There are no readymade solutions, applicable to every area and circumstance, to ensure that everyone has access to the healthcare that they need, since the obstacles leading to unequal access to care differ from one country to another, from one region to another, from one community to another: too far a distance to health structures, poverty, insufficient medicine supplies, lack of healthcare personnel, lack of access to information about diseases and their treatments, cultural barriers, lack of operational health infrastructures, etc.

Much remains to be done in order for us to understand and dismantle the mechanisms which have led to this absence of care, the development of medical deserts and the exclusion of health on a massive scale in developing countries. Whether the issues concern primary health care (hygiene, prevention, health education), vulnerable populations (women, street children, refugees), or pandemics (HIV, malaria), which actions and mobilisations might contribute to rendering the right to health more effective and to ensuring the most sustainable access to health care possible? How can we contribute to the medical autonomy of populations whilst respecting their needs and cultural specificities? How can the efficiency of different NGO actions and innovations regarding access to care and medical supervision of vulnerable persons be put to use by different actors from civil society and contribute to the sustainable development of health? How can we encourage this transition in order to lastingly rebuild health systems destroyed by war, or to create systems where there are none, thereby ensuring the autonomy of local health systems?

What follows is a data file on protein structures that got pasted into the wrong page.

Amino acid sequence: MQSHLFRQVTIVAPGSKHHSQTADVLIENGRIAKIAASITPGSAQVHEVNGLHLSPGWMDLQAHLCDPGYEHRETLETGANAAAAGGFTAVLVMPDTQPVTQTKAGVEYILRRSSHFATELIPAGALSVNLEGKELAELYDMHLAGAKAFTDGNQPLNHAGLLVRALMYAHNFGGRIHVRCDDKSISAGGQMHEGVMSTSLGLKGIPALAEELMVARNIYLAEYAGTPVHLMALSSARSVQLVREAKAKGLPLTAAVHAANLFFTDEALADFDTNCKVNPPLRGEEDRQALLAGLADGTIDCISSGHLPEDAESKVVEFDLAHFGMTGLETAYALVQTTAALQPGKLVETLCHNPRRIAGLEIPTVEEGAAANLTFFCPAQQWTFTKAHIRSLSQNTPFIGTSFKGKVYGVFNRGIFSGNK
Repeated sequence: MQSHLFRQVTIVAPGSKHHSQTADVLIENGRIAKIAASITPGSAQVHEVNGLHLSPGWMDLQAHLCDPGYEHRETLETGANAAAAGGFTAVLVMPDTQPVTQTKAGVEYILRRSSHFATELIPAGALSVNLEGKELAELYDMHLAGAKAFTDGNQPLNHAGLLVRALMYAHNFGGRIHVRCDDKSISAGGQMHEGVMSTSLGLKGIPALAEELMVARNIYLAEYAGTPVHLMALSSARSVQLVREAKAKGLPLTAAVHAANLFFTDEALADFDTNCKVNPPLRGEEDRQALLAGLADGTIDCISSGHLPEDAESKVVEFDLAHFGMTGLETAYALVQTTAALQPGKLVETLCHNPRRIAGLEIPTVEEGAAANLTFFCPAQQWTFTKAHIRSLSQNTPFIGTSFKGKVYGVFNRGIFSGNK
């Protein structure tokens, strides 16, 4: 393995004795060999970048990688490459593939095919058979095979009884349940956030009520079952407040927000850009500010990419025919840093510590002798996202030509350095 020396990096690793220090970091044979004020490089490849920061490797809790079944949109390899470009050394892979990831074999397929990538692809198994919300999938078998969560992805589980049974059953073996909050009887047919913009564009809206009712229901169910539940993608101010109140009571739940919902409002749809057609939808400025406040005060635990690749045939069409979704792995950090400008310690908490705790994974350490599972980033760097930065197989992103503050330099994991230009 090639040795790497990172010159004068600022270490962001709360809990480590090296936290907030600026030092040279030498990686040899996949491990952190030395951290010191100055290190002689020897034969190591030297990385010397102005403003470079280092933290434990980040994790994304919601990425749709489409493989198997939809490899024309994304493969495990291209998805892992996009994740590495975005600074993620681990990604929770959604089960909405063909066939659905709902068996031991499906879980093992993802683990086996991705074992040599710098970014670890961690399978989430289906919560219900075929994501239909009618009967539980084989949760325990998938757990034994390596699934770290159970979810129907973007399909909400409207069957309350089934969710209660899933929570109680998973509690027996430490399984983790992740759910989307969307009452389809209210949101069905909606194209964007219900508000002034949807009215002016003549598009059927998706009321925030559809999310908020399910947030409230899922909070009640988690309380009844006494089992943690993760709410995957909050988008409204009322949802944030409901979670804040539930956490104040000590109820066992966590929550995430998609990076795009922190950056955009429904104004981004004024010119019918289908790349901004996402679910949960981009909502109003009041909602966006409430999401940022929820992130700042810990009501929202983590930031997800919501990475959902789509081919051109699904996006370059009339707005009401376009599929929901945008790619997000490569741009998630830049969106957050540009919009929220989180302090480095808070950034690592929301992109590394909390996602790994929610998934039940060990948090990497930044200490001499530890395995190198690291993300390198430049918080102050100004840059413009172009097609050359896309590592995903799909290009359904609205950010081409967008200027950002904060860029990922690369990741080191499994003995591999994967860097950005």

> Epidemic Risks

Epidemic risks still represent a significant sector for humanitarian intervention: haemorrhagic fever, malaria, arbovirosis, meningitis, influenza, etc. In the absence of vaccinations, determining the factors that influence epidemics in order to better anticipate them is a real public health issue.

Some NGOs, such as MSF, were able to develop real response capacities following the appearance of new pandemics in recent years (cholera in Haiti, meningitis and measles in Niger, Kala-azar in Sudan, etc.). However, with regards the Ebola virus, the Marburg virus disease, or new rapid transmission pandemics accelerated by changes in modes of production (H5N1 avian influenza) or the intensification of population movement enabled by public and air transport systems (H1N1), “most medical NGOs are out of the game”, according to Santé Sud. They show their limitations in the management of sanitary crises which know no borders and rapidly develop into humanitarian and economic crises.